Another surprising element of this movie is the "de-aging" technology that has played a huge role in its production. Reportedly, the movie's budget has ballooned from around $100 million to over $140 million in large part due to the visual effects necessary to enable Scorsese to show De Niro's character at different points throughout his life. Industrial Light and Magic, the legendary team behind Star Wars, is handling the visual effects during post-production.

The Kitchen

This mob drama, set in 1970s New York City, is based on Ollie Masters and Ming Doyle's DC/Vertigo comic series about three housewives who take over the Irish mafia when their mobster husbands are all sent to prison. Anything but your typical comic book adaptation, Andrea Berloff — the screenwriter of Straight Outta Compton — has reportedly delivered a story that is truly unique in her directorial debut. 

The casting also cleverly plays with audience expectations. Melissa McCarthy and TIffany Haddish are two of the most popular comedic actresses working in Hollywood right now. With these comedy super talents front and center, it'd be easy to imagine The Kitchen as a wildly hilarious fish-out-of-water farce. Instead, this crime drama plays it straight, putting Haddish, McCarthy, and Elisabeth Moss in direct conflict with the underbelly of Hell's Kitchen more viciously and violently than one might expect. The Kitchen will be released on September 20th.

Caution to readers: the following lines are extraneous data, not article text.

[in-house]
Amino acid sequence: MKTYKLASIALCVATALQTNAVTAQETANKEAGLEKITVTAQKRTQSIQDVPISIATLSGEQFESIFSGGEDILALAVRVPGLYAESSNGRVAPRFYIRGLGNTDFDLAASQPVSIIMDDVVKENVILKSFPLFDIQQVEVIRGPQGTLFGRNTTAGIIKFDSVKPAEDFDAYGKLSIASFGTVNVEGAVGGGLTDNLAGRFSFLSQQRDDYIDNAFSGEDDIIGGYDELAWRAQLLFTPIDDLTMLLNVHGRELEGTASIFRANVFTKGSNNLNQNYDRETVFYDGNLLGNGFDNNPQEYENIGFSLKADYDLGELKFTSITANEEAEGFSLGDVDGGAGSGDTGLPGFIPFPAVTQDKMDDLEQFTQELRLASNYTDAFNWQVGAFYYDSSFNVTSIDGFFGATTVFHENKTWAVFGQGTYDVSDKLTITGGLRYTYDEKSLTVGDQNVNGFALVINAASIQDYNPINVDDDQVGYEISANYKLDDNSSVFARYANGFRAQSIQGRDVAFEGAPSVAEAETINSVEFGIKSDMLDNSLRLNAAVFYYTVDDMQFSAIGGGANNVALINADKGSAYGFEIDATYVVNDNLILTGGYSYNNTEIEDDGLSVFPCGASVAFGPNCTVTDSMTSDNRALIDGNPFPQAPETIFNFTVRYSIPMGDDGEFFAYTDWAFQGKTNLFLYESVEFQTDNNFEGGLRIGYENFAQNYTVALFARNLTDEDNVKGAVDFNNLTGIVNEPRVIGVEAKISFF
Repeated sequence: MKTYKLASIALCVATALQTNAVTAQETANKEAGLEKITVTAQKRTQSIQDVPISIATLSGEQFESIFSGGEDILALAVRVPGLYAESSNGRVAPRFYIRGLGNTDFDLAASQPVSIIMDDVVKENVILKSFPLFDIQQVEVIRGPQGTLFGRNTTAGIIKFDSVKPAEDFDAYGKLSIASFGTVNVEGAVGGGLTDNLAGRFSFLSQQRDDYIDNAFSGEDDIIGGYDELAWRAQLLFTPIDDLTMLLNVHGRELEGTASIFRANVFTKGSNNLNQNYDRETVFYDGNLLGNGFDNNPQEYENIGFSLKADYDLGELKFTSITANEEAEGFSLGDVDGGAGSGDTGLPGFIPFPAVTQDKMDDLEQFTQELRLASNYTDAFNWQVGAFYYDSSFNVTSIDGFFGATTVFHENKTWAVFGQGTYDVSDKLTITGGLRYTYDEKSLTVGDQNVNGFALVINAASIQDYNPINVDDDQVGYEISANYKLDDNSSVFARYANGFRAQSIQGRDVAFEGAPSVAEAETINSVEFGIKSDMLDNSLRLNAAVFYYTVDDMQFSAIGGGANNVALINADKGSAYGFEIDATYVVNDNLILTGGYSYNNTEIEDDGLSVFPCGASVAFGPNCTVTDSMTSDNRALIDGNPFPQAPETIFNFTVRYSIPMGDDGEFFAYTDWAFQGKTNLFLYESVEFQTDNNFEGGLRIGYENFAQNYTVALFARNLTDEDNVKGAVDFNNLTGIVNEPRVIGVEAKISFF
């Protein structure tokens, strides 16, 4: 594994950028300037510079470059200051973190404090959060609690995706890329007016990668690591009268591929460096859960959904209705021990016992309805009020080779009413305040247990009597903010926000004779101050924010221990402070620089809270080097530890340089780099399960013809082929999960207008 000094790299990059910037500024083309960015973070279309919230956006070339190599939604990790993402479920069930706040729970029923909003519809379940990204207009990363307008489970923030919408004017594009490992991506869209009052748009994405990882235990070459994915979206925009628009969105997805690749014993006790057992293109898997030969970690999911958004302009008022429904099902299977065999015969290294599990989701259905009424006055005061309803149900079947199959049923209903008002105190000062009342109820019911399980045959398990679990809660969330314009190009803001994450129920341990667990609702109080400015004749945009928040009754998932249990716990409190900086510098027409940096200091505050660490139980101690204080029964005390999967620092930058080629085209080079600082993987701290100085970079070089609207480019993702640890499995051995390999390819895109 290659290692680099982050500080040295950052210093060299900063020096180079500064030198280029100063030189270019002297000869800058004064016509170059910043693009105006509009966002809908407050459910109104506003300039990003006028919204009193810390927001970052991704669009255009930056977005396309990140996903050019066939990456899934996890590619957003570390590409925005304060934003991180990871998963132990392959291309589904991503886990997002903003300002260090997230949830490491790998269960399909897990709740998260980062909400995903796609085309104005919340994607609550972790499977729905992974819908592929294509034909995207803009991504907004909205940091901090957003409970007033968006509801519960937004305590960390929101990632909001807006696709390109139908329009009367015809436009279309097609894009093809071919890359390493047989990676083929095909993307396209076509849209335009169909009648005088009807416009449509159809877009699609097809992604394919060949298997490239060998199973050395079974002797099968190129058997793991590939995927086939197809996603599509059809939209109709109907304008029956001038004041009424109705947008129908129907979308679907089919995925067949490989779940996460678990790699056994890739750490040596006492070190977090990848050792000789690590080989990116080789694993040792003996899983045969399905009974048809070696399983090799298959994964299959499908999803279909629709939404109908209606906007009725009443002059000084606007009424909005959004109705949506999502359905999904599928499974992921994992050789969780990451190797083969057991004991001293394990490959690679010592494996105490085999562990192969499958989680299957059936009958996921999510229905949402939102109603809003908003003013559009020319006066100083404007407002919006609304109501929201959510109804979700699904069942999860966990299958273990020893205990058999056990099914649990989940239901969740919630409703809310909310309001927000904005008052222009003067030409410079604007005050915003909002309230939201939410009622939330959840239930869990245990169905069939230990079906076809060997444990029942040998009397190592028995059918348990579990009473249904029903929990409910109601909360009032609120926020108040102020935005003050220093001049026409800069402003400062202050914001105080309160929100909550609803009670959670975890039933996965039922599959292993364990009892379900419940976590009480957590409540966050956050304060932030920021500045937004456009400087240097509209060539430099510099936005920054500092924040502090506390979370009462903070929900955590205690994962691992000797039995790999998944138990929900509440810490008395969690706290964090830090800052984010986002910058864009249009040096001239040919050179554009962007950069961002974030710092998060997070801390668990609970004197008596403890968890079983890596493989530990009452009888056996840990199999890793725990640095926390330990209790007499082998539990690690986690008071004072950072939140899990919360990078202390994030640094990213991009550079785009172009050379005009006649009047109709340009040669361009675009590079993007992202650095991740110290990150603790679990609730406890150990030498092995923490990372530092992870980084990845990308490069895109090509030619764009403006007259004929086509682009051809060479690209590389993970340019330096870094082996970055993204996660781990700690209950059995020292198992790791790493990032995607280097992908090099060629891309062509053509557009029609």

Triple Frontier

Triple Frontier is an international crime drama set to be released on March 6 in select theaters, arriving on Netflix the following week. The story centers on a group of former Special Forces operatives who reunite to plan a heist in a sparsely-populated multi-border zone of South America. The film stars Ben Affleck, Oscar Isaac, and Charlie Hunnam and is directed by J.C. Chandor. While the concept has always been static, the stars, director, and studio have changed several times.

Way back in 2010, the project was originally envisioned as the high profile follow-up film for Kathryn Bigelow, who was fresh off of an Oscar win for The Hurt Locker. That version of the film didn't come to fruition, as Bigelow moved on to other projects. In 2015, J.C. Chandor, director of A Most Violent Year, entered talks to take over directing duties with Johnny Depp on deck to star. That version of the film also fizzled out, before Channing Tatum and Tom Hardy began eyeing lead roles. When that permutation lost steam, Netflix stepped in and the eventual cast started to come together once and for all. 

Typically, movies that are stuck in this level of development hell for so long lose momentum and never get made. When they do see the light of day, the final product often suffers immensely. However, with the talent assembled and Netflix coming in to right the ship at a key moment in development, Triple Frontier has a chance to be an exception to the rule.

Rocketman